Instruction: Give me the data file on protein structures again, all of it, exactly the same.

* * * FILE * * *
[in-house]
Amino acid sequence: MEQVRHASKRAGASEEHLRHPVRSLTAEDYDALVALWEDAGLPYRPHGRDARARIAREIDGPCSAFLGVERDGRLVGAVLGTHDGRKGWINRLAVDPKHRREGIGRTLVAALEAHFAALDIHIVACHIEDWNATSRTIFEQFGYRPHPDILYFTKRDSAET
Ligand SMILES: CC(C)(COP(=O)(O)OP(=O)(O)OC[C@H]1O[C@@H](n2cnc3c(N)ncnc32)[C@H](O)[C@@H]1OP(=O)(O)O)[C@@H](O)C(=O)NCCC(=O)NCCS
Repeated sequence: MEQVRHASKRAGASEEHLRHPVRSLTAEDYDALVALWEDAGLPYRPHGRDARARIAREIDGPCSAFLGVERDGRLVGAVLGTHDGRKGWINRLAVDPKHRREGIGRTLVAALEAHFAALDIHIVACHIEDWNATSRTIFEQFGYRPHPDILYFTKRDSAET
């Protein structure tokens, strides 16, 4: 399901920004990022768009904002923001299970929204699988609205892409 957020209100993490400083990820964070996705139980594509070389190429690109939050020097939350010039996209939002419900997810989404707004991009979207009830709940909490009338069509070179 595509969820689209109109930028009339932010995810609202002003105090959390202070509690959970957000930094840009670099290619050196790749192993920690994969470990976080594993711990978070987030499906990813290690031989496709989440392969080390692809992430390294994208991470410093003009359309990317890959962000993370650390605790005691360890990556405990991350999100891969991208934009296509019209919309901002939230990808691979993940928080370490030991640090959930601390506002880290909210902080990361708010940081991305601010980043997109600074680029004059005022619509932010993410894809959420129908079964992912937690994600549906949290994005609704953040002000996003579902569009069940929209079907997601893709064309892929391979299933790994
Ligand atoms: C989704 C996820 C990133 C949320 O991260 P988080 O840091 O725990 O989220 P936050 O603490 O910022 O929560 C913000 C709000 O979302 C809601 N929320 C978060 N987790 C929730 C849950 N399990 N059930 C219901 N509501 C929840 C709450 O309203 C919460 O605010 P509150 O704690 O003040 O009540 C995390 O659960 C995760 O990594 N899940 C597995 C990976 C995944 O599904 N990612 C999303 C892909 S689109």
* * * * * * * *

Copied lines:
[in-house]
Amino acid sequence: MEQVRHASKRAGASEEHLRHPVRSLTAEDYDALVALWEDAGLPYRPHGRDARARIAREIDGPCSAFLGVERDGRLVGAVLGTHDGRKGWINRLAVDPKHRREGIGRTLVAALEAHFAALDIHIVACHIEDWNATSRTIFEQFGYRPHPDILYFTKRDSAET
Ligand SMILES: CC(C)(COP(=O)(O)OP(=O)(O)OC[C@H]1O[C@@H](n2cnc3c(N)ncnc32)[C@H](O)[C@@H]1OP(=O)(O)O)[C@@H](O)C(=O)NCCC(=O)NCCS
Repeated sequence: MEQVRHASKRAGASEEHLRHPVRSLTAEDYDALVALWEDAGLPYRPHGRDARARIAREIDGPCSAFLGVERDGRLVGAVLGTHDGRKGWINRLAVDPKHRREGIGRTLVAALEAHFAALDIHIVACHIEDWNATSRTIFEQFGYRPHPDILYFTKRDSAET
């Protein structure tokens, strides 16, 4: 399901920004990022768009904002923001299970929204699988609205892409 957020209100993490400083990820964070996705139980594509070389190429690109939050020097939350010039996209939002419900997810989404707004991009979207009830709940909490009338069509070179 595509969820689209109109930028009339932010995810609202002003105090959390202070509690959970957000930094840009670099290619050196790749192993920690994969470990976080594993711990978070987030499906990813290690031989496709989440392969080390692809992430390294994208991470410093003009359309990317890959962000993370650390605790005691360890990556405990991350999100891969991208934009296509019209919309901002939230990808691979993940928080370490030991640090959930601390506002880290909210902080990361708010940081991305601010980043997109600074680029004059005022619509932010993410894809959420129908079964992912937690994600549906949290994005609704953040002000996003579902569009069940929209079907997601893709064309892929391979299933790994
Ligand atoms: C989704 C996820 C990133 C949320 O991260 P988080 O840091 O725990 O989220 P936050 O603490 O910022 O929560 C913000 C709000 O979302 C809601 N929320 C978060 N987790 C929730 C849950 N399990 N059930 C219901 N509501 C929840 C709450 O309203 C919460 O605010 P509150 O704690 O003040 O009540 C995390 O659960 C995760 O990594 N899940 C597995 C990976 C995944 O599904 N990612 C999303 C892909 S689109």